The last couple years Seattle has gone on a huge building boom in South Lake Union, Ballard, and Capitol Hill. Majority of these buildings are Mixed-use development so we can live upstairs from Starbucks or Top Pot. While I am excited about these areas growing and development happening majority of the units are impartial and potentially damaging long term for the city.

Rent Too Damn High!

With the growth of companies in Downtown Seattle like Amazon and Bill & Melinda Gates Foundation, rent has gone up rapidly in the last couple years. Going by the commonly recommendation of spending 30% of your income on housing, if you make under $80,000 a year you finding it more and more challenging to live in areas such as Capitol Hill, Ballard, Interbay, Eastlake, and South Lake Union. New buildings popping up left and right with $2,100/month rent or $3,395/month for rent for one bedroom apartments. While gentrification has its positives and negatives, in areas such as Capitol Hill it is really changing the feel of the neighborhood.

Hello Micro Apartments

Typical Micro Apartment in Seattle for $1000/month The buildings being built in the areas I talk about above are built specifically for young professionals. Majority of the units are micro apartments, studios, or one bedrooms. While these type of units have a particular use be built such as students, they are being built at a disproportionate amount as compared to two bedroom or higher in my opinion. If you are lucky enough to find a two bedroom expect to pay $2,500 to $3,000 a month. Not many people want to build a home with their significant other in a one bedroom apartment. Thinking of raising a family in the city? Good luck. Perhaps in West Seattle or Columbia City, though that is going up quick.

Damages of Living Alone

Seattle is well known for the Seattle Freeze. Seattle is a city where you will always have an acquaintance, but perhaps not a great friend (I.C.E. Friend), and roommates are not common because living alone is the culture and really the only option due to availability.

After living in Boston and having friends in New York, it was common for people to have roommates, as majority of the places to live were built as a livable space; multiple rooms, eating space, kitchen, and bathroom. These spaces were built to grow in. Compare that to the building boom in Seattle, where there really isn't anyplace to grow in a 450 square foot apartment. The units are built to be used by the person living in it, not have guests over or grow into. Your only option is to move out. Moving as your only option makes the character of a neighborhoods transient or shallow.

The culture of living alone in my opinion could potentially have long term social consistencies to the city. When you live with a friend or even a stranger, you increase your social circle. You meet new people through others that you would have never met via any other way. If you want to live in the city, you are probably going to live alone, not because you want too, but because that is the only available units.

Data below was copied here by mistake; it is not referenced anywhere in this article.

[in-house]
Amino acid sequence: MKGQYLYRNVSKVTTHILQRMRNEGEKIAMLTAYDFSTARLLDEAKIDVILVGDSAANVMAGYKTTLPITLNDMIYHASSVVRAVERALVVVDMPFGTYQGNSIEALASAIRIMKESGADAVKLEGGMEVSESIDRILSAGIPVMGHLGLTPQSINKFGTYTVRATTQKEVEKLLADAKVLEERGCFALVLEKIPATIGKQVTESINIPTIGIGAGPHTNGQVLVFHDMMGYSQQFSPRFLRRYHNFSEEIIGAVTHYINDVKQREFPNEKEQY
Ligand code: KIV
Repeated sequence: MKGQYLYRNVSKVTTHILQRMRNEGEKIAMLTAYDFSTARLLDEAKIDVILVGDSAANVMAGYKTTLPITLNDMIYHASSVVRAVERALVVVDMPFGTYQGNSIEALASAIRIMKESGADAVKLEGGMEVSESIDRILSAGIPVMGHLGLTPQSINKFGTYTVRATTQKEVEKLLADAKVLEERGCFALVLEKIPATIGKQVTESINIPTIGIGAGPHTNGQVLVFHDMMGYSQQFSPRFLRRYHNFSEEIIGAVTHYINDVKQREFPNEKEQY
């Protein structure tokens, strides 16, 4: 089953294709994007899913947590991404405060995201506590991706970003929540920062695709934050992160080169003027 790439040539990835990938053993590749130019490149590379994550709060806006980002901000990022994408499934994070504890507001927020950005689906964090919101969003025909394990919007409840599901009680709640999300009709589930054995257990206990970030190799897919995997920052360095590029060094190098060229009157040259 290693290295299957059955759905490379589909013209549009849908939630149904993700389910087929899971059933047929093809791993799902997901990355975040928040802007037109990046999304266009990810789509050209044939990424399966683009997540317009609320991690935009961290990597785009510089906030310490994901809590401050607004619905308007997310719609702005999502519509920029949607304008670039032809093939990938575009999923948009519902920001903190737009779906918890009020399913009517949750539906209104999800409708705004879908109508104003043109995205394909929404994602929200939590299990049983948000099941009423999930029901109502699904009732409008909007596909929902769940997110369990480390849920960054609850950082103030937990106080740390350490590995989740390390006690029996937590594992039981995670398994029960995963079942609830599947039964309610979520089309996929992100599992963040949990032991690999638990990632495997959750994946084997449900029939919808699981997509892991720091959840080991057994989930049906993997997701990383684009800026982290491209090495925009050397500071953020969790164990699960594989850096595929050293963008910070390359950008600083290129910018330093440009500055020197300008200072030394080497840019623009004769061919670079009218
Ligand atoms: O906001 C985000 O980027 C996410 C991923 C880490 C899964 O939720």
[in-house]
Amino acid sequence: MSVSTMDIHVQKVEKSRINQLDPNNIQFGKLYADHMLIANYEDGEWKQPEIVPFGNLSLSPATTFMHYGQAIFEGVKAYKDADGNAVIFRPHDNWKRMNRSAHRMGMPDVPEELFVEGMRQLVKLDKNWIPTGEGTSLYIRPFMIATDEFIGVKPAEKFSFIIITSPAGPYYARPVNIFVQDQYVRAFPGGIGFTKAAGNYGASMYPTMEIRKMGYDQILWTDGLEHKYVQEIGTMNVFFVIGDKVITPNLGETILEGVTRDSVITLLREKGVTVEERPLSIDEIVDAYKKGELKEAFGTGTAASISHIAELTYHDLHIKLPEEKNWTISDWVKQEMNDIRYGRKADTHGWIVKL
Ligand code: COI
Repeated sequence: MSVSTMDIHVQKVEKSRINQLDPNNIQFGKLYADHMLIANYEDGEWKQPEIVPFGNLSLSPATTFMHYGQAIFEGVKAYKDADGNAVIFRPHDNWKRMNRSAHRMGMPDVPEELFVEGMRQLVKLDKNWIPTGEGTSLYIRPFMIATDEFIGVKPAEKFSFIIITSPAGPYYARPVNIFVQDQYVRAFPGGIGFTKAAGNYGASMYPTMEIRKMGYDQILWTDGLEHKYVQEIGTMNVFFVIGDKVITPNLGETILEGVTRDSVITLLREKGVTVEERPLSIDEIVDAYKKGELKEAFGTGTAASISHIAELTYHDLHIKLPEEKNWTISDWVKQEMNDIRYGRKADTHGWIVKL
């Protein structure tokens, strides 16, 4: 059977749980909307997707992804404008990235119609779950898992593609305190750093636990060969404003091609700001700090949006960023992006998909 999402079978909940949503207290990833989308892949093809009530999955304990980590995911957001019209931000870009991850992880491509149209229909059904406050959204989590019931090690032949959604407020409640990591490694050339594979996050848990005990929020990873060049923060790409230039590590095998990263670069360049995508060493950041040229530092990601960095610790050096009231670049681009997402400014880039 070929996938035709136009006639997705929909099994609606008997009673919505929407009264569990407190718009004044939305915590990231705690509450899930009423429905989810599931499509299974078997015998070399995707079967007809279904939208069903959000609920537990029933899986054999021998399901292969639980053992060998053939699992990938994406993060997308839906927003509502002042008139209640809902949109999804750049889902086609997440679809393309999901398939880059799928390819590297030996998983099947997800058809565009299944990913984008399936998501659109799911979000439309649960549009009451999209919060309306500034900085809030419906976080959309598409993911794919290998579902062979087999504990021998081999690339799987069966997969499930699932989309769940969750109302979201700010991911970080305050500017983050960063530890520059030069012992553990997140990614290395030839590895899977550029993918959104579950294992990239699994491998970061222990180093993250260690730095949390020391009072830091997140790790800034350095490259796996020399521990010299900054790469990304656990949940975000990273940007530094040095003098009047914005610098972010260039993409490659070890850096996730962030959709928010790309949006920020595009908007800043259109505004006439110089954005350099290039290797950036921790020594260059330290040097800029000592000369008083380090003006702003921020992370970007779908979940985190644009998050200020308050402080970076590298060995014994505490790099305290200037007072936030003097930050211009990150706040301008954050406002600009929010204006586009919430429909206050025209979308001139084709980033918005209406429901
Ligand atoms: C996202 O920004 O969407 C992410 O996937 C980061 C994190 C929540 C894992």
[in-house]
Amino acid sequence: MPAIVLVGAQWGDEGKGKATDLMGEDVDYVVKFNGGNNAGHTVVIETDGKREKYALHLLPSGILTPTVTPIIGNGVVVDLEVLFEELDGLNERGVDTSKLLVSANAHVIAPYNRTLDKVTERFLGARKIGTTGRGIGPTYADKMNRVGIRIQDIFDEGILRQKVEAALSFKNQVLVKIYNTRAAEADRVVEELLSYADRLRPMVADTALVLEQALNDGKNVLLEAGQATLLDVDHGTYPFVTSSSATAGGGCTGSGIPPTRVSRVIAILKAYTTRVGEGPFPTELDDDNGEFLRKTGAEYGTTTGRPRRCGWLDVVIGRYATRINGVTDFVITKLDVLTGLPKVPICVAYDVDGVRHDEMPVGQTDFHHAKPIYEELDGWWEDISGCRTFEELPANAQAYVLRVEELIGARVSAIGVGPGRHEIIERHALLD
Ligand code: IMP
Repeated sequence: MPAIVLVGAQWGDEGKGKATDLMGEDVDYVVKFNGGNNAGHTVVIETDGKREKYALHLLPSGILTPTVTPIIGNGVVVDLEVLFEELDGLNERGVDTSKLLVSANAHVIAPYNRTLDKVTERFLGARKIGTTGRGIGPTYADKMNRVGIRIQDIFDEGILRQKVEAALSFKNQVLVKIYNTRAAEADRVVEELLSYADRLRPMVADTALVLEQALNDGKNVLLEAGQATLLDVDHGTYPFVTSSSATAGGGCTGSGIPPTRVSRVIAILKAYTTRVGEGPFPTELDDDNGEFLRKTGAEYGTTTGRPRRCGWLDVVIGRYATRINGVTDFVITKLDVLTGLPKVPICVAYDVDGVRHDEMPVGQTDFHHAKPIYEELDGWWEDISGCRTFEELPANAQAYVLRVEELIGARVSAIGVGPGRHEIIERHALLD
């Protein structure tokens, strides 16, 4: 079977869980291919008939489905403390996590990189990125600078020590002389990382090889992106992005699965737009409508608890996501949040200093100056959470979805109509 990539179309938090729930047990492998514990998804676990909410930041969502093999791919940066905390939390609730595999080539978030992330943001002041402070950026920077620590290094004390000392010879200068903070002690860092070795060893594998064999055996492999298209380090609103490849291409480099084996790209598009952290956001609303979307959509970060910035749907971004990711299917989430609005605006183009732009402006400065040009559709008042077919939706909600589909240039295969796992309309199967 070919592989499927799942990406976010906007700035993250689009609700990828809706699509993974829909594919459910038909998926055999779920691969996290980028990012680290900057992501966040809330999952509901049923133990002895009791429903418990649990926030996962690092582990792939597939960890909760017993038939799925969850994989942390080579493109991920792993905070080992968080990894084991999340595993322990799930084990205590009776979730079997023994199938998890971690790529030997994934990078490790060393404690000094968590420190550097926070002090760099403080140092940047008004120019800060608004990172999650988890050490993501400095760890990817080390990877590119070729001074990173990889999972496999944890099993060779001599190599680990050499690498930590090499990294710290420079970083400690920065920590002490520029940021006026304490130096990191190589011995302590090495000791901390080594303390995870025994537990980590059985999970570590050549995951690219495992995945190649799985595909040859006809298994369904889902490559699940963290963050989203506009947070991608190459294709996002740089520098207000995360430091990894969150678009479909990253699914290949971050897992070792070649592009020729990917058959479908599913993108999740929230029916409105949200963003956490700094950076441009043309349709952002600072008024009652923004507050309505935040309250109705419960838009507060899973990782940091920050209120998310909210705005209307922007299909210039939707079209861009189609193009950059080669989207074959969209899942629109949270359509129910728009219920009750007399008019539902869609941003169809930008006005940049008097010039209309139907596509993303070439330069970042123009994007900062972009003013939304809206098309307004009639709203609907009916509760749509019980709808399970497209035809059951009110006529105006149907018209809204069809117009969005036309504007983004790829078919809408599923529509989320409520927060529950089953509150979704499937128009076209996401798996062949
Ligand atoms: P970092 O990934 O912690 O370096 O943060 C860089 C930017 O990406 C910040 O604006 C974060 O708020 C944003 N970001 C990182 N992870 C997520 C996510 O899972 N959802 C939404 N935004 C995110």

Additionally technology is making real social connection less important and thus more challenging. From binge watching television shows to Amazon Fresh deliveries you really never need to leave your apartment, and thus hurt yourself socially. People digitally participate with friends but taking photos of your food isn't the same as having someone over for dinner. Battle the Seattle Freeze or the winter hibernation when it becomes dark at 3:30 PM in the afternoon, it is easy isolate yourself within your own home in Seattle. Perhaps it is time to start taking lessons from my grandma on how to interact with people.

Transportation. Soon. Not Soon Enough.

Work in the City, Live in the City is one of the many marketing slogans you hear. This is very true for the very centralized neighborhoods such as Belltown, Queen Anne, South Lake Union, and Capitol Hill. But what will really change this will be the additional transportation options in Seattle. The first changes are happening now in the Beacon Hill and Columbia City neighborhoods where you can now take Link Light Rail into Downtown Seattle in 10 minutes. As the line expands north to Northgate and east to Redmond, this will increase where you can live and conveniently commute in or out of the city via public transportation. This becomes even more important as King County Metro is forced to reduce bus routes.

Sadly public transportation is a foreign concept to those raised outside of New York, Chicago, Boston, or majority of Europe. As someone born and raised on the West Coast, I really didn't use public transportation outside of random convenience until I moved to Boston where it was clear it is a way of life. Returning to the West Coast, it is sad to see people have the view that only poor people or thugs ride public transpiration.

I am excited about the line expansions, but the Northgate Extension won't open until 2021 and Eastside Extension isn't until 2023 and that date is looking less likely with each lawsuit to attempting to prevent it. When it is done, it will be great for my hypothetical children or my nephew.

Closing

Seattle is a wonderful place to live. I can't imagine living anyplace else, but as it becomes increasingly difficult to live in the city if you don't make $100,000 a year. Perhaps I'll start looking more at Columbia City or the remote island of West Seattle where this type of building isn't happening, yet.